Teaching

Reflections on Writing about My Pedagogy

I recently presented a talk, “‘Arts of Noticing’: On Creating Breathing Room for Dissent,” as part of a roundtable discussion on Pedagogies of Dissent for Asian American Studies. I wrote up a detailed recap of the event on the Futures Initiative blog, so for this post I wanted to share some reflections on the process of writing about my pedagogy.

Although I have prepared numerous conference presentations before, they were all focused on my research rather than my teaching; and while I’ve written statements of teaching philosophy (mainly for job applications), this was the first time I had to deliver remarks on my pedagogy in such a public way. I twas difficult to know how and where to start.

The experiences I gained over the years teaching at a range of different institutions, with students of diverse socioeconomic, racial, ethnic, and cultural backgrounds, blurred together and felt too overwhelming to articulate clearly, in a way that would resonate with my potential listeners. I knew I had to offer up my personal reflections on encounters with students in the classroom carefully so they could open up, rather than foreclose, conversation about pedagogy as a practice of dissent.

Knowing this forced me to pause and really think hard about my teaching. Eventually, the strategy I came up with was to treat the preparation for this talk as a kind of course in itself. I asked myself how I would normally approach teaching a class on Asian American literature and the feelings of doubt and uncertainty dissipated. I was on familiar ground.

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Events

Event Announcement: Pedagogies of Dissent for Asian American Studies

I’m organizing the first of the Futures Initiative‘s new Thursday Dialogues series, a roundtable discussion on “Pedagogies of Dissent for Asian American Studies,” which takes inspiration from the theme of this year’s American Studies Association conference, “Pedagogies of Dissent” (November 9-12; Chicago, IL).

I am so excited to be in conversation with Kandice Chuh (Professor of English and American Studies, The Graduate Center, CUNY; President, American Studies Association) and Dorothy Wang (Associate Professor of American Studies and Faculty Affiliate in English, Williams College). See the flyer below for the full event description and hope to see you there!

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Teaching

On a Year Teaching at Fordham

It has been a difficult year, one filled with uncertainty, anger, and confusion over the new political administration in the U.S. and the directions we are heading in as a country. Recent events have made divisions clearer, sharper than ever before… So, yes, it is a new world we are living in but this racism, hate, and injustice are intertwined with long histories of oppression that people in underrepresented minoritized communities know all too well. So in another sense, this world is not that new after all.

At the same time, I don’t want to lose sight of the good that has happened this year as well. Looking back, I am filled with pride in the students I taught at Fordham who faced these trying times in the best possible way- with a willingness to listen and learn from each other. This openness to really hearing the voices and perspectives of others is something that these students modeled with bravery and grace, and I wish that it was a practice reflected more broadly in the worlds we live. I have learned so much from them and I will miss our conversations, their thoughtfulness, patience, and the many unexpected, unruly directions they took, when I assume my new role as a Postdoctoral Fellow and the Interim Associate Director of the Futures Initiative later this summer. Knowing this, I wanted to share some highlights of my year at Fordham, the kernels that I will remember and take with me as I press ahead:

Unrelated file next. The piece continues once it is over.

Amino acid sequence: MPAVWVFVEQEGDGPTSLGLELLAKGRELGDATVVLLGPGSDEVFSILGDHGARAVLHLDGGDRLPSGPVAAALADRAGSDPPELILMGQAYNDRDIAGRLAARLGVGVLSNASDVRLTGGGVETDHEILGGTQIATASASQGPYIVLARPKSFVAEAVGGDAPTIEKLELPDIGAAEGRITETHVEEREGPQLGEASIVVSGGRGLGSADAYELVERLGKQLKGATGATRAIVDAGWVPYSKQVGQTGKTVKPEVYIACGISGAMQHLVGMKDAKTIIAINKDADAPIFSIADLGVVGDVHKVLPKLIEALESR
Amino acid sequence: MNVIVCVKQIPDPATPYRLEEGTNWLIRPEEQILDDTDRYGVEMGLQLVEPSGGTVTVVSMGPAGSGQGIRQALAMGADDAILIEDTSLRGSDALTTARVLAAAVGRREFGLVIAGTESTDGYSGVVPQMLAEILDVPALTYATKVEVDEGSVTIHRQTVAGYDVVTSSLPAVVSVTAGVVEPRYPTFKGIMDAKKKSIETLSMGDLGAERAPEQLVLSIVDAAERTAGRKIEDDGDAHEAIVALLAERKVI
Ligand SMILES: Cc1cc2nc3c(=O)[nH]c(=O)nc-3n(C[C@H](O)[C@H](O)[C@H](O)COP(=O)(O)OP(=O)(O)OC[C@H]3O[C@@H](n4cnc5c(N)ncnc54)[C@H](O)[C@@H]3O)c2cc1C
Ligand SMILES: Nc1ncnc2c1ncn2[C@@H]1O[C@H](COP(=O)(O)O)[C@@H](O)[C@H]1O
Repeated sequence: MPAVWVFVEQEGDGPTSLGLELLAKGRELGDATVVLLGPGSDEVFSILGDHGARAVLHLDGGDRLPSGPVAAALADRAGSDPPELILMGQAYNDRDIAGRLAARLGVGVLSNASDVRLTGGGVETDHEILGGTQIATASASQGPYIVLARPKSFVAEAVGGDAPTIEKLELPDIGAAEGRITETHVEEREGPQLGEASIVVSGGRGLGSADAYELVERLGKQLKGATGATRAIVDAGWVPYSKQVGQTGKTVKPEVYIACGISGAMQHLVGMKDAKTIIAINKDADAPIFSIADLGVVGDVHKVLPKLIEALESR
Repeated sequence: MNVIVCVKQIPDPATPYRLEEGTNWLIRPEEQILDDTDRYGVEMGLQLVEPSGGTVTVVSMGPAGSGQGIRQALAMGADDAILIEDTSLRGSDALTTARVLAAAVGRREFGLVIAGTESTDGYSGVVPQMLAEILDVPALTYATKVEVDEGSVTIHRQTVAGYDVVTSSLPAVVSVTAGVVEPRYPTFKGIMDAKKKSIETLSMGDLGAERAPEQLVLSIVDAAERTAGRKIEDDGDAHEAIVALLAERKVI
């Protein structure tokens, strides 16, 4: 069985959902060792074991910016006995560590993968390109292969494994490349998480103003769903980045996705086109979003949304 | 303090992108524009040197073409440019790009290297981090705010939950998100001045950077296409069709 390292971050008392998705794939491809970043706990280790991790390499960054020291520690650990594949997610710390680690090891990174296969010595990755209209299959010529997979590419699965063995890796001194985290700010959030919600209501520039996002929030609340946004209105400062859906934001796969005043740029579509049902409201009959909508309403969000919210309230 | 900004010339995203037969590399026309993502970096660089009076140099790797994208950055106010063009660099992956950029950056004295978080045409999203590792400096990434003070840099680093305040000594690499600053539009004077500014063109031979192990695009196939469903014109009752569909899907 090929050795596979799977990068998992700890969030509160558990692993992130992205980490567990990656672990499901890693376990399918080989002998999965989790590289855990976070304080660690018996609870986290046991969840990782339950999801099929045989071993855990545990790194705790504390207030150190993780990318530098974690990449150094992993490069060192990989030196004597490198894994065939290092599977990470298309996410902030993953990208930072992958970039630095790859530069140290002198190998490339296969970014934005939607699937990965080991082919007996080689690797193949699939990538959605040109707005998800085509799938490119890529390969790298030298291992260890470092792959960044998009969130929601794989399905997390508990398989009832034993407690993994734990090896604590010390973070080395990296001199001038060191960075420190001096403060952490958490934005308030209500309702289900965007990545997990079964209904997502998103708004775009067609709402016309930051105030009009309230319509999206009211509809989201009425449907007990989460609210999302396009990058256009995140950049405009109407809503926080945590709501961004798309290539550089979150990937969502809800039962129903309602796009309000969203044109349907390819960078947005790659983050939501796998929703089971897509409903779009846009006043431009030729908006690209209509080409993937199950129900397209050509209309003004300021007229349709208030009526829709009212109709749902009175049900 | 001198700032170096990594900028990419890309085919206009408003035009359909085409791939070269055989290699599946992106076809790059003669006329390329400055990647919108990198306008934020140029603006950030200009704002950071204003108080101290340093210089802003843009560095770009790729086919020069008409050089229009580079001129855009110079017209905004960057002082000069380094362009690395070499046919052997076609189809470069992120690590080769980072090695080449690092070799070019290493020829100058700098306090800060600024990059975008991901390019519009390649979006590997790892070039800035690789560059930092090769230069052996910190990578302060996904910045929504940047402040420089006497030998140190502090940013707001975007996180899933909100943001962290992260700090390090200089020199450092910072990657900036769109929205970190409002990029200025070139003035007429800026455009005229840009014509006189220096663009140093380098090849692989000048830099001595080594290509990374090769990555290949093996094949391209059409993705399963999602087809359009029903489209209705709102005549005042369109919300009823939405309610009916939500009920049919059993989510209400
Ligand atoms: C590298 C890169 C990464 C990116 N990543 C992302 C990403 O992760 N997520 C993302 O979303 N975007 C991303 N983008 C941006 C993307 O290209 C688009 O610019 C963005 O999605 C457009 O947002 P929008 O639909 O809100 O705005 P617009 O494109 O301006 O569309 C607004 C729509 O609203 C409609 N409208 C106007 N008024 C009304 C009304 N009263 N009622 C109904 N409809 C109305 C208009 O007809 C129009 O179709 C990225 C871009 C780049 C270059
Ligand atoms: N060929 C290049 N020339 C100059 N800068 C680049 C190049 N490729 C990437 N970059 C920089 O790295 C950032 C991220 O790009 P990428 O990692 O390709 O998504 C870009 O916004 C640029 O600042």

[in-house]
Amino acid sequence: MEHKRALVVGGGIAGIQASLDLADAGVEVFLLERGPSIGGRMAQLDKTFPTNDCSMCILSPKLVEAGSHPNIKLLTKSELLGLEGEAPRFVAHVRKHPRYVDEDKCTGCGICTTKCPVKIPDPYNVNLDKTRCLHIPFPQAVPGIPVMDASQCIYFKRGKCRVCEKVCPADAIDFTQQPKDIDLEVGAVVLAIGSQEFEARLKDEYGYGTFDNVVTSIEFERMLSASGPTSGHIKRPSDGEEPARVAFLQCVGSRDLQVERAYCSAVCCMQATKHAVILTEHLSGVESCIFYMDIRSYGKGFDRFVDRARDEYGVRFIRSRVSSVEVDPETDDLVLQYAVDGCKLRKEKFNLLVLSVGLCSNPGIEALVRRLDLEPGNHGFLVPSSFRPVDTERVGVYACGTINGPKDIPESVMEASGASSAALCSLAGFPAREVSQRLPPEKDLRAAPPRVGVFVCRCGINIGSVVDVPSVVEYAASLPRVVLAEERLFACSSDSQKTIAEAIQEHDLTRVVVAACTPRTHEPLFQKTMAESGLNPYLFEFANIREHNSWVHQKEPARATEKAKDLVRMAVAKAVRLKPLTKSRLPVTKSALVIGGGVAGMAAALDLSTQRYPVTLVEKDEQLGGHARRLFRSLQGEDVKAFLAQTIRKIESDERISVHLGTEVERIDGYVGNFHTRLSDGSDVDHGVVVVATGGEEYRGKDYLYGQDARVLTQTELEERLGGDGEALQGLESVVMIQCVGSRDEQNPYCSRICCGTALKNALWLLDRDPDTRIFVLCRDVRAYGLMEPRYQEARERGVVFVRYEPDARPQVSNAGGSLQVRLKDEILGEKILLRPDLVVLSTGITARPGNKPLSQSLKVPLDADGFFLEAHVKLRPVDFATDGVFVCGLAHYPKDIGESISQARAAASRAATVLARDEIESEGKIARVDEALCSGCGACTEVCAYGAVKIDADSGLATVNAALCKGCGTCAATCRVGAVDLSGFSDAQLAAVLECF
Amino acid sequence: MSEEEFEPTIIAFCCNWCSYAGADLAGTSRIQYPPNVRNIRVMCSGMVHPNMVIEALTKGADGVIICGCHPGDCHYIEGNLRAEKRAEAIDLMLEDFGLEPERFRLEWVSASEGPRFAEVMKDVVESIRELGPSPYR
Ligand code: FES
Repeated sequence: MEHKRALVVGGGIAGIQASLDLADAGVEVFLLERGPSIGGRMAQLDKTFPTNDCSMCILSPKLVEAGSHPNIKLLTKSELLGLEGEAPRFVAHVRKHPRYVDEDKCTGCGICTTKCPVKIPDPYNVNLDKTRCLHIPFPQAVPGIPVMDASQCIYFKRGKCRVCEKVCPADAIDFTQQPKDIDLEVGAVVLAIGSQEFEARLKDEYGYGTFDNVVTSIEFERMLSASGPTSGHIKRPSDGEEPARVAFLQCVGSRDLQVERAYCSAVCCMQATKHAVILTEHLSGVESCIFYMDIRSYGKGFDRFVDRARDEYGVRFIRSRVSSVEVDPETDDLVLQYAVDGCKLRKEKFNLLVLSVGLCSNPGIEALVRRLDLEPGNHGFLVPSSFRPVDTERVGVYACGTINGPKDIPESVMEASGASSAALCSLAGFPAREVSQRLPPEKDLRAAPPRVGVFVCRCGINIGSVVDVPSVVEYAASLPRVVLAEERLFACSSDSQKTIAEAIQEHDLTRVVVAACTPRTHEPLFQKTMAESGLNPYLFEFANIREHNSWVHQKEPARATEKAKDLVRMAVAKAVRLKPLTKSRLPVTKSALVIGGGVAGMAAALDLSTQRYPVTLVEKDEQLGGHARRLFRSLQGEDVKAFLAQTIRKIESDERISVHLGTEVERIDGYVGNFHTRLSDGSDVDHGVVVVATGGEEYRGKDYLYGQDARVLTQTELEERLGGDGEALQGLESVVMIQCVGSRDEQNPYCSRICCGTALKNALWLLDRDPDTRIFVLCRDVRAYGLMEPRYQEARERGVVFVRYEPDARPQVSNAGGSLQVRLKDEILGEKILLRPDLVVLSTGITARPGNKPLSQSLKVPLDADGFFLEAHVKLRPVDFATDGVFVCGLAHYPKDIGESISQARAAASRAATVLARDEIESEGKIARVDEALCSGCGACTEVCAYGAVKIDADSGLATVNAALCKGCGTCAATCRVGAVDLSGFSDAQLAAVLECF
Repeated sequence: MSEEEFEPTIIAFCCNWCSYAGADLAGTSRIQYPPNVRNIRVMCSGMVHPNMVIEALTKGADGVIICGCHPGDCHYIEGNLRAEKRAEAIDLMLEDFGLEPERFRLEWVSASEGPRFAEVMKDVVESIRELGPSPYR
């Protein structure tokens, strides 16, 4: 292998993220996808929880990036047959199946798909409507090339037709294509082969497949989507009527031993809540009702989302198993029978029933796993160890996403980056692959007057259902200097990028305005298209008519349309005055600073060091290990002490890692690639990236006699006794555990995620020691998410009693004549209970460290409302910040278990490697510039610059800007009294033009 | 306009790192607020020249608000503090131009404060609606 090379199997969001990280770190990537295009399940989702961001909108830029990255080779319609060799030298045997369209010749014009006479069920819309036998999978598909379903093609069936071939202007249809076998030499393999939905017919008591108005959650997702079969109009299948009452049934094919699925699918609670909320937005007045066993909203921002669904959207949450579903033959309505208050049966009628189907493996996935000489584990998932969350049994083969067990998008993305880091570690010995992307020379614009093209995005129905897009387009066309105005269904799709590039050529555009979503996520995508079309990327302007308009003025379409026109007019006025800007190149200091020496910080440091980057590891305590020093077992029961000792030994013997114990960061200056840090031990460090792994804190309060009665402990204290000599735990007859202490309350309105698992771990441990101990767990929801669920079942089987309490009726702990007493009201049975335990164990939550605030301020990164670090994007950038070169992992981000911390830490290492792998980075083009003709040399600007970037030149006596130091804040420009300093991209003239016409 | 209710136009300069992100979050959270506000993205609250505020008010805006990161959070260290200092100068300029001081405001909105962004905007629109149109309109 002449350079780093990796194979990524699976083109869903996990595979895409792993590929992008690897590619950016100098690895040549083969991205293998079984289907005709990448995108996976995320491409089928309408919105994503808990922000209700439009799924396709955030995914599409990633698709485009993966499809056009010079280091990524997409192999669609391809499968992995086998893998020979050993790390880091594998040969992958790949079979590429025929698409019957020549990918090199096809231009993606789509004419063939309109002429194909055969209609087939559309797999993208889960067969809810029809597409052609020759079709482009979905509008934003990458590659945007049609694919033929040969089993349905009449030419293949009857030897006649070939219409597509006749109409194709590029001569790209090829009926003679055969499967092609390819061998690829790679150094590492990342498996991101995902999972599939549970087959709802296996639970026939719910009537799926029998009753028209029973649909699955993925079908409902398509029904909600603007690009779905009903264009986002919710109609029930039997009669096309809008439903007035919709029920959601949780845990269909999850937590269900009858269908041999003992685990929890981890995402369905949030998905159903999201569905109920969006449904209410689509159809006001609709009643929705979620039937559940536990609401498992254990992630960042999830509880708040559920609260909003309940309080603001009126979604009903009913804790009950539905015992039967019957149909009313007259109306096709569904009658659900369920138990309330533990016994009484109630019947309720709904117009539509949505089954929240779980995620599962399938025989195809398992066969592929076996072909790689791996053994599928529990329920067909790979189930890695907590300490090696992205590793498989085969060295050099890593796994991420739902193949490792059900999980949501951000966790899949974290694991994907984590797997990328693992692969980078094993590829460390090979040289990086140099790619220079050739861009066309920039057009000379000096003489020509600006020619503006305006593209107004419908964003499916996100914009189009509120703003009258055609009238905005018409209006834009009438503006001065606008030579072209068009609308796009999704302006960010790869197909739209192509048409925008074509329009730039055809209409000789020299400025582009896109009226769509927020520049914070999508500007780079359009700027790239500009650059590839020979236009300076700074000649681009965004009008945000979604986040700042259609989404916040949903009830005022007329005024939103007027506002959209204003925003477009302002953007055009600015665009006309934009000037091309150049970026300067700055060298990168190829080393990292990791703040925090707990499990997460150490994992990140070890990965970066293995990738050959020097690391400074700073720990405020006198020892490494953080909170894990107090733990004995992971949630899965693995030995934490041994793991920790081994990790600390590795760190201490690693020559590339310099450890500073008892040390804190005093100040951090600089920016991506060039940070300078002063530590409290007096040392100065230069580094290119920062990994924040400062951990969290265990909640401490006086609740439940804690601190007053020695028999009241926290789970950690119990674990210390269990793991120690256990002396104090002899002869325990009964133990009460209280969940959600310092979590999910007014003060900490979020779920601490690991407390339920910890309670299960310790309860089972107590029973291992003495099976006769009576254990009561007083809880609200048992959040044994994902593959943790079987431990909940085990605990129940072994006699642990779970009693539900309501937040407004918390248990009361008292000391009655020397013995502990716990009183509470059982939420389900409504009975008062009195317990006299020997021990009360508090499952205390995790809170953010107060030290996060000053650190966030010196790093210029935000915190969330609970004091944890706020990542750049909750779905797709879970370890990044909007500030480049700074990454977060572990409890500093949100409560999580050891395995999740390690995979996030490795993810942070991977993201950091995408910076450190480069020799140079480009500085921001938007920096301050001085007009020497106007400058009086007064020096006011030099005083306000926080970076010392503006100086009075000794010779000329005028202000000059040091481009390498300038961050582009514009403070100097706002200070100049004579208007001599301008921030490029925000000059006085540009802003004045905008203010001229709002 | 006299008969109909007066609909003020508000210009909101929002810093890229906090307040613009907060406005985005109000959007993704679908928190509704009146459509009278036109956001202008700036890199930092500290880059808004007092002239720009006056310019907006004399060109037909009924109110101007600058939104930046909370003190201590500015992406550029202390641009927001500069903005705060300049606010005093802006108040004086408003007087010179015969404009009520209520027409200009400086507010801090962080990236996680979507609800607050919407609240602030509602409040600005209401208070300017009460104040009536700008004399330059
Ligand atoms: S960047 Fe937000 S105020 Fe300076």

Teaching Sabrina Vourvoulias’s Ink (2012). This magical realist novel immerses readers into a dystopian futuristic landscape where persons with any trace of an immigration history are tattooed with barcodes indicating their status, from citizen to temporary worker. Discussing this text with my classes couldn’t have happened at a better time; thinking through Vourvoulias’s novel allowed us to grapple with debates on immigration and the rhetoric of xenophobia, hate, and fear that pervaded the 2016 presidential race. It served as an anchor for reflection and critique as we grappled with fluctuating emotions in an increasingly uncertain present. And, I will say, that while the novel is dark, with too much bloodshed and loss, there is also hope that comes in the form of magic and a budding revolution.

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Research

Writing about the Dissertation

As I prepare for dissertation workshops and fellowship applications in the fall, I am reminded of this important piece of mentoring advice:

Don’t just write your dissertation, but write about it and often.

Writing about your project can be frustrating, unnerving, and even painful, but I have found that it keeps me grounded- it forces me to think about the stakes of my work and reminds me of who I am speaking to, which can be incredibly energizing. In light of this, I have decided to share some of the writing “about” my  dissertation that Duncan Faherty (Associate Professor of English at Queens College and the Graduate Center, CUNY)  invited us to complete for the American Studies dissertation workshop I am taking this fall. As always, it took me longer than expected to complete (and is of course far from perfect), but it did get me thinking about my project and the challenge of communicating it to others who might not be familiar with my topic or areas of research.

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